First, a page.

Calories aren’t complicated

I’m an avid calorie counter. I know, you’re cringing already at the thought of penciling every bite of food you take, but it’s not that serious.

I didn’t always run my diet this way. However, I’ve found that it’s the best way for me to maintain and control my weight. I usually estimate and adjust my caloric intake based on how much physical activity I’ve had in a day. I tend to follow a more strict calorie count during the week, which allows for the occasional weekend or holiday splurge — without the worry of weight gain.

Before I did this, my weight fluctuated. I often went on “diets,” or periods when I deprived myself of certain foods. That never works. By counting calories and exercising, I lost about 15 pounds in about a year, but never once did I say I was on a diet. Healthy eating and exercise became my lifestyle.

I’ve always been interested in nutrition, so I might have a leg up in terms of keeping track of the foods I eat. But it’s not that hard once you get used to it. Plus, we creatures of habit tend to eat a lot of the same foods, so figure out the calories once, and you’re set. I usually don’t even write down the foods I eat. I just tally the numbers and stick to this general guideline: 350 calories for breakfast, 400 for lunch, 500 for dinner and a couple of snacks if I’m working out that day.

At My Fitness Pal, you can figure out how many calories you need in a day, which is determined by your age, weight, sex and lifestyle. You can also track your calories.

If I have a day with minimal activity, I can consume about 1,700 calories without gaining or losing weight. If I’d like to lose a pound that week, I stick to 1,200 (1,700 – 1,200 = 500 x 7 days = 3,500 calories or 1 pound).

I usually work out about five days a week, which I also factor into my plan. If I run 6 miles and burn 650 calories, I can add that to my daily allotment. Factoring in physical activity is so important so you don’t deprive yourself of essential energy, which can slow your metabolism and eventually lead to weight gain.

Figuring out calories in some meals that I cook used to cause me trouble, especially if I altered the recipe and if it included a lot of ingredients. I found a new tool, Spark Recipes, that calculates calories in recipes. I’m going to love this.

Many people use Weight Watchers to track calories, however, it’s just a simplified method that converts calories to points. My problem with the point system is that it doesn’t factor in calories for fruits and vegetables, which is misleading. However, it’s a good tool to help people get healthier or get back on track. However, I used it years ago, and I prefer my own tracking method.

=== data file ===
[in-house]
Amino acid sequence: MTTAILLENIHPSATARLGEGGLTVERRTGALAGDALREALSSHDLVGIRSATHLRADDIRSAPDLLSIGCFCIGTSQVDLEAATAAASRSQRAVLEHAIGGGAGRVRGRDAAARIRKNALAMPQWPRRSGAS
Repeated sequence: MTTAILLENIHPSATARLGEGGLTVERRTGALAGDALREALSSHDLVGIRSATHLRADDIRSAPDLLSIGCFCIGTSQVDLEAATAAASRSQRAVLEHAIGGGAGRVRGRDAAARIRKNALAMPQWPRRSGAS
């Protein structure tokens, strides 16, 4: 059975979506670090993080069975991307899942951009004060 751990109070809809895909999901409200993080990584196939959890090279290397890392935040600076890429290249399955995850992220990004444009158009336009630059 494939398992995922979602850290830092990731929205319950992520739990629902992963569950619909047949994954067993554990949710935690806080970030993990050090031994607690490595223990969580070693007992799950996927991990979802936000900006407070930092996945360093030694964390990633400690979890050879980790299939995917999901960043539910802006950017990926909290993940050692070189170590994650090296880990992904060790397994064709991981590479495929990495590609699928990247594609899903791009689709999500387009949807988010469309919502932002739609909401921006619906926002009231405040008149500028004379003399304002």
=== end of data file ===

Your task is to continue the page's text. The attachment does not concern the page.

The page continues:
If you find yourself struggling to lose or maintain weight, I encourage you to try tracking calories. It makes you think about the food you eat and the effect it has on your body. It also forces you to eat proper serving sizes. No more surprises when you step on the scale. No more yo-yo’ing. When you overeat, you’ll know it and expect the weight gain.

I used to lose and gain the same 10 pounds for most of my adult years. Once I started counting calories and regularly exercising about two years ago, I lost that 10 and an additional 5. My weight has remained the same for a full year.

It makes sense. And although it might seem complicated, counting calories takes the guess work out of nutrition and gives you control over your weight. What’s hard about that?

Read about blogger Emileigh Clare’s battle with the scale.

Hormonal effect on weight loss.


Time to dish. What are some ways you’ve attempted to lose or maintain weight? What works? What doesn’t?

Leigh Zaleski

I'm a health features reporter for the York Daily Record/Sunday News and healthy living blogger for No Sweat, York. Contact me with story ideas at lzaleski@ydr.com, 717-771-2101 or @leighzaleski on Twitter.

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2 Responses

  1. Joan says:

    Leigh, as a Weight Watchers leader and member, I can emphatically say that the program DOES factor in the nutritional value of fruits and vegetables.

    A calorie is a unit of energy, not a unit of nutrition. Our PointsPlus system doesn’t look at the calorie, but rather the types of nutrition your body can extract from a particular food. I would really encourage you and anyone interested to attend a PointPlus meeting and Getting Started session (it’s free, even if you’re not a member) to learn more about the system. I think you’d be surprised!

  2. leigh zaleski says:

    Good point, Joan. And I might have read that there are some guidelines in Weight Watchers as to how many servings of fruits and vegetables one should eat in a day. All I was saying, is that if I eat 10 bananas in one day, that’s the equivalent of 1,000-plus calories. When I do my calorie counting, I factor in recommended serving sizes of food groups from My Pyramid, which I’m guessing is similar to Weight Watchers?

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